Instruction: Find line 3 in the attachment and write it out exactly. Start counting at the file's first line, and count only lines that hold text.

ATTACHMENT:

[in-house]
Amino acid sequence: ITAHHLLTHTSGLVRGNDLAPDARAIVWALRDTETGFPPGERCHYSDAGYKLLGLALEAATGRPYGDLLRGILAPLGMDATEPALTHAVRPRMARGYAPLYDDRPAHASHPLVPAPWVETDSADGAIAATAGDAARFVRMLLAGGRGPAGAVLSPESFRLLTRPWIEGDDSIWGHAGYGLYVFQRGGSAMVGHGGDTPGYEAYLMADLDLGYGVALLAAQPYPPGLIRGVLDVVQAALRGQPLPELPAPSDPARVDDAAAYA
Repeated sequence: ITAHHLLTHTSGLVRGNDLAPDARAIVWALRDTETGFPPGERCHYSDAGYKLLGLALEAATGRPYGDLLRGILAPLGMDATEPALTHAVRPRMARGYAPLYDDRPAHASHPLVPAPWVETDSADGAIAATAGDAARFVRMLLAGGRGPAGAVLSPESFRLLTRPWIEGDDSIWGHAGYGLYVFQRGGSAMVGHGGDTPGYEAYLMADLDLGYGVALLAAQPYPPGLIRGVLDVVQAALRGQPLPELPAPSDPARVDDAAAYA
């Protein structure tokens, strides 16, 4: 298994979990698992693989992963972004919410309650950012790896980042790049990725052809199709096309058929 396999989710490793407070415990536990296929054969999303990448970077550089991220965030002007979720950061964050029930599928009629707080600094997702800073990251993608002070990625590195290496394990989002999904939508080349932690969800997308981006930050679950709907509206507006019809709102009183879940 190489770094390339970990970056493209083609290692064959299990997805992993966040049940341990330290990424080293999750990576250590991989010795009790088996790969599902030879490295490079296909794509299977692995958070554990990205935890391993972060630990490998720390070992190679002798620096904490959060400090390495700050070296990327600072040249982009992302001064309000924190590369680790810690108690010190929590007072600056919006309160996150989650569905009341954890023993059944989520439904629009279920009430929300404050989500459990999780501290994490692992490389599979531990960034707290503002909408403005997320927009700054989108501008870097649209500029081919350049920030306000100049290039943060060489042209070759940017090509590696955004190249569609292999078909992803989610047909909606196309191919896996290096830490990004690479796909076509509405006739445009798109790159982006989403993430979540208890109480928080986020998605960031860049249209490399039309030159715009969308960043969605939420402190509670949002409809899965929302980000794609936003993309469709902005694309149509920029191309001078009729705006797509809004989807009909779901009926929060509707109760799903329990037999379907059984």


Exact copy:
Repeated sequence: ITAHHLLTHTSGLVRGNDLAPDARAIVWALRDTETGFPPGERCHYSDAGYKLLGLALEAATGRPYGDLLRGILAPLGMDATEPALTHAVRPRMARGYAPLYDDRPAHASHPLVPAPWVETDSADGAIAATAGDAARFVRMLLAGGRGPAGAVLSPESFRLLTRPWIEGDDSIWGHAGYGLYVFQRGGSAMVGHGGDTPGYEAYLMADLDLGYGVALLAAQPYPPGLIRGVLDVVQAALRGQPLPELPAPSDPARVDDAAAYA